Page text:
Passing references to pointers in C++


Question

As far as I can tell, there's no reason I shouldn't be allowed to pass a reference to a pointer in C++. However, my attempts to do so are failing, and I have no idea why.

This is what I'm doing:

void myfunc(string*& val)
{
    // Do stuff to the string pointer
}

// sometime later 
{
    // ...
    string s;
    myfunc(&s);
    // ...
}

And I'm getting this error:

cannot convert parameter 1 from 'std::string *' to 'std::string *&'

1
120
11/4/2015 1:33:02 AM

Accepted Answer

Your function expects a reference to an actual string pointer in the calling scope, not an anonymous string pointer. Thus:

string s;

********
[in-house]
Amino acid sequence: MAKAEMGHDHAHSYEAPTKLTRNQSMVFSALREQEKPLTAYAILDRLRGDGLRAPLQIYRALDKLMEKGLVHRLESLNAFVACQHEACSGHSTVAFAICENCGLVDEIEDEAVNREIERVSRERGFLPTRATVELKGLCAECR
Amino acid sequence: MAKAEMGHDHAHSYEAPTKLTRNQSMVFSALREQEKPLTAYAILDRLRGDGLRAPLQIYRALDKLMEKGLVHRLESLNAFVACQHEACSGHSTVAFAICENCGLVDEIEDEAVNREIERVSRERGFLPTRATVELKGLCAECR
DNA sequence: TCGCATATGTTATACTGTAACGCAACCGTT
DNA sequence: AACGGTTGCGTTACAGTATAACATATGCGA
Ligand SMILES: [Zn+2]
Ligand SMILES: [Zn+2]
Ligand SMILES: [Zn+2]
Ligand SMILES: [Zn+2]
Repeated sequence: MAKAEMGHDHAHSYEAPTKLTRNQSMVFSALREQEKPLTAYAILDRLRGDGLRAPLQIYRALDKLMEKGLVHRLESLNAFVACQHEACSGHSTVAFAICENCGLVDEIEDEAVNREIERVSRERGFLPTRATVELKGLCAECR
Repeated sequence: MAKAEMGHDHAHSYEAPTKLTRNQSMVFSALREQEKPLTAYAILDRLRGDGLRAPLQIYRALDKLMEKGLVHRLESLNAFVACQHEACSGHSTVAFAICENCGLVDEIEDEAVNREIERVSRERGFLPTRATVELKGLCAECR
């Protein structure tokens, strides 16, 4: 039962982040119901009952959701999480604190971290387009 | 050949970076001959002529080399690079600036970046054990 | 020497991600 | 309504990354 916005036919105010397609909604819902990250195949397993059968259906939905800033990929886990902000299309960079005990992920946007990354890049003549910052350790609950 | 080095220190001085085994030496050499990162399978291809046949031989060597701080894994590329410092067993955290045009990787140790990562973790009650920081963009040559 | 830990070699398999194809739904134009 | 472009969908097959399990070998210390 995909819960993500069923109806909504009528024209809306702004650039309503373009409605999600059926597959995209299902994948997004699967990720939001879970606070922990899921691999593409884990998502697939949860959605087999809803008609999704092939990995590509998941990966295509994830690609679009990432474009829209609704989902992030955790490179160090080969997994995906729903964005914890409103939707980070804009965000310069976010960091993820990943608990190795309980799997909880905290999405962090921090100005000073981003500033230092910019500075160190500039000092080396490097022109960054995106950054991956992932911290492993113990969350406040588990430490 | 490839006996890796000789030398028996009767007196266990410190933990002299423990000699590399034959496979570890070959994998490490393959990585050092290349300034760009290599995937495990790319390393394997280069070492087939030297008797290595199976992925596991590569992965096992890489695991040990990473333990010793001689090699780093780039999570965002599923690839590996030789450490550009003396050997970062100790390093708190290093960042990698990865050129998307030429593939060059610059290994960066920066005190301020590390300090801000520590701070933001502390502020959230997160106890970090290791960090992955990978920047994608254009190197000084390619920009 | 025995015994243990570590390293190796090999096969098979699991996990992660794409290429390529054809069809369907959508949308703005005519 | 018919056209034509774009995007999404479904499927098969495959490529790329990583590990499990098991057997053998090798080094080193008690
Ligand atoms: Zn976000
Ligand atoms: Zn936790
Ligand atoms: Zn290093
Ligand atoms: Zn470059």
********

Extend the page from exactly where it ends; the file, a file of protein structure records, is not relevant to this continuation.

string* _s = &s;
myfunc(_s);

should compile just fine.

However, this is only useful if you intend to modify the pointer you pass to the function. If you intend to modify the string itself you should use a reference to the string as Sake suggested. With that in mind it should be more obvious why the compiler complains about you original code. In your code the pointer is created 'on the fly', modifying that pointer would have no consequence and that is not what is intended. The idea of a reference (vs. a pointer) is that a reference always points to an actual object.

118
11/4/2015 1:33:16 AM

The problem is that you're trying to bind a temporary to the reference, which C++ doesn't allow unless the reference is const.

So you can do one of either the following:

void myfunc(string*& val)
{
    // Do stuff to the string pointer
}


void myfunc2(string* const& val)
{
    // Do stuff to the string pointer
}

int main()
// sometime later 
{
    // ...
    string s;
    string* ps = &s;

    myfunc( ps);   // OK because ps is not a temporary
    myfunc2( &s);  // OK because the parameter is a const&
    // ...

    return 0;
}

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